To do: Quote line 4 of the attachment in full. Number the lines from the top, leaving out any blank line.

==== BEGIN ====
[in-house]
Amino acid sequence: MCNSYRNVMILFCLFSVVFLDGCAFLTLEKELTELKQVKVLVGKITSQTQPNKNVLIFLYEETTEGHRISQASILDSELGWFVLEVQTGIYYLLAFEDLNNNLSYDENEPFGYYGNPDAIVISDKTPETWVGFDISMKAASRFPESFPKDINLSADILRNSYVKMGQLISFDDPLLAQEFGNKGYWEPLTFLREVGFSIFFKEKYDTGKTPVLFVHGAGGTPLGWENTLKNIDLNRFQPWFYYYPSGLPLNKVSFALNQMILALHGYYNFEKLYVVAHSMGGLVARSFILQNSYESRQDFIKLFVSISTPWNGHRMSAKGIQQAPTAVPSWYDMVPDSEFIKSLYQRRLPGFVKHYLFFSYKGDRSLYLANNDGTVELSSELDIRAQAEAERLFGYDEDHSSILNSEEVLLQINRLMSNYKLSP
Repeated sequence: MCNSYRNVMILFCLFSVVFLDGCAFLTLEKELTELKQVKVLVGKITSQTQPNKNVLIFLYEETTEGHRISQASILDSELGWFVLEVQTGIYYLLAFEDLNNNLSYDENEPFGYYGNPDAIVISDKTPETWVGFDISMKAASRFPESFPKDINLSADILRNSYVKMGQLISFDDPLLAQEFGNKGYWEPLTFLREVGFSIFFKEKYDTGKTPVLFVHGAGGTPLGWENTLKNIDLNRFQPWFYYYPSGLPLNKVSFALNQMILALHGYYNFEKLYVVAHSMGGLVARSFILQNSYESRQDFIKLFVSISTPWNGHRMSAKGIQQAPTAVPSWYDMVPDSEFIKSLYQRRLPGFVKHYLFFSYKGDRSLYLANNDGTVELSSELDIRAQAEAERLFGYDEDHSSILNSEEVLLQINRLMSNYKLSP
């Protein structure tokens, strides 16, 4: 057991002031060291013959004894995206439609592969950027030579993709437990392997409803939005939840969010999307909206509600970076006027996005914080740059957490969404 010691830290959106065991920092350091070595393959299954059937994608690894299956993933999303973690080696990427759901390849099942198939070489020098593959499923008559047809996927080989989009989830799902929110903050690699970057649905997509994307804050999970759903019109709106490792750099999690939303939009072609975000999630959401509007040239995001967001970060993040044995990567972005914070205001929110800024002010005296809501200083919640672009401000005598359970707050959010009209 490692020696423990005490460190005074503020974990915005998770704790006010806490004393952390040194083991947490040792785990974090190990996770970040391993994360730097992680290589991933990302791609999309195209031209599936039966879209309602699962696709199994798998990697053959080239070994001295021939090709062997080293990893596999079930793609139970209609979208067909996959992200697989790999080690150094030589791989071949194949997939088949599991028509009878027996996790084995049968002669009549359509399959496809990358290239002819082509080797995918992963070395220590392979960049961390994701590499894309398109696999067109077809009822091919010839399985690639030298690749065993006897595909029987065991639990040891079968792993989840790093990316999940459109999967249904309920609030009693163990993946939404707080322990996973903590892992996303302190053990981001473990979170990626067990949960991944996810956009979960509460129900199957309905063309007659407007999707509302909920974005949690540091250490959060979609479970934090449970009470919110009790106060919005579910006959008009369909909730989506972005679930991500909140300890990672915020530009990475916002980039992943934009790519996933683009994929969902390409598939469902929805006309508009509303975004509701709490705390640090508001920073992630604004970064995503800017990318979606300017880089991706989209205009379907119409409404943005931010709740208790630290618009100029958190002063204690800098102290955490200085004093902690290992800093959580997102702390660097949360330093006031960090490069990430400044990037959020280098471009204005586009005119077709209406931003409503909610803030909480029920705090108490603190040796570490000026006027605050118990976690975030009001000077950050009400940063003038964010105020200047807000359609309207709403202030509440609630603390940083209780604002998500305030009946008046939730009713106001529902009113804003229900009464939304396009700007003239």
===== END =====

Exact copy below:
């Protein structure tokens, strides 16, 4: 057991002031060291013959004894995206439609592969950027030579993709437990392997409803939005939840969010999307909206509600970076006027996005914080740059957490969404 010691830290959106065991920092350091070595393959299954059937994608690894299956993933999303973690080696990427759901390849099942198939070489020098593959499923008559047809996927080989989009989830799902929110903050690699970057649905997509994307804050999970759903019109709106490792750099999690939303939009072609975000999630959401509007040239995001967001970060993040044995990567972005914070205001929110800024002010005296809501200083919640672009401000005598359970707050959010009209 490692020696423990005490460190005074503020974990915005998770704790006010806490004393952390040194083991947490040792785990974090190990996770970040391993994360730097992680290589991933990302791609999309195209031209599936039966879209309602699962696709199994798998990697053959080239070994001295021939090709062997080293990893596999079930793609139970209609979208067909996959992200697989790999080690150094030589791989071949194949997939088949599991028509009878027996996790084995049968002669009549359509399959496809990358290239002819082509080797995918992963070395220590392979960049961390994701590499894309398109696999067109077809009822091919010839399985690639030298690749065993006897595909029987065991639990040891079968792993989840790093990316999940459109999967249904309920609030009693163990993946939404707080322990996973903590892992996303302190053990981001473990979170990626067990949960991944996810956009979960509460129900199957309905063309007659407007999707509302909920974005949690540091250490959060979609479970934090449970009470919110009790106060919005579910006959008009369909909730989506972005679930991500909140300890990672915020530009990475916002980039992943934009790519996933683009994929969902390409598939469902929805006309508009509303975004509701709490705390640090508001920073992630604004970064995503800017990318979606300017880089991706989209205009379907119409409404943005931010709740208790630290618009100029958190002063204690800098102290955490200085004093902690290992800093959580997102702390660097949360330093006031960090490069990430400044990037959020280098471009204005586009005119077709209406931003409503909610803030909480029920705090108490603190040796570490000026006027605050118990976690975030009001000077950050009400940063003038964010105020200047807000359609309207709403202030509440609630603390940083209780604002998500305030009946008046939730009713106001529902009113804003229900009464939304396009700007003239």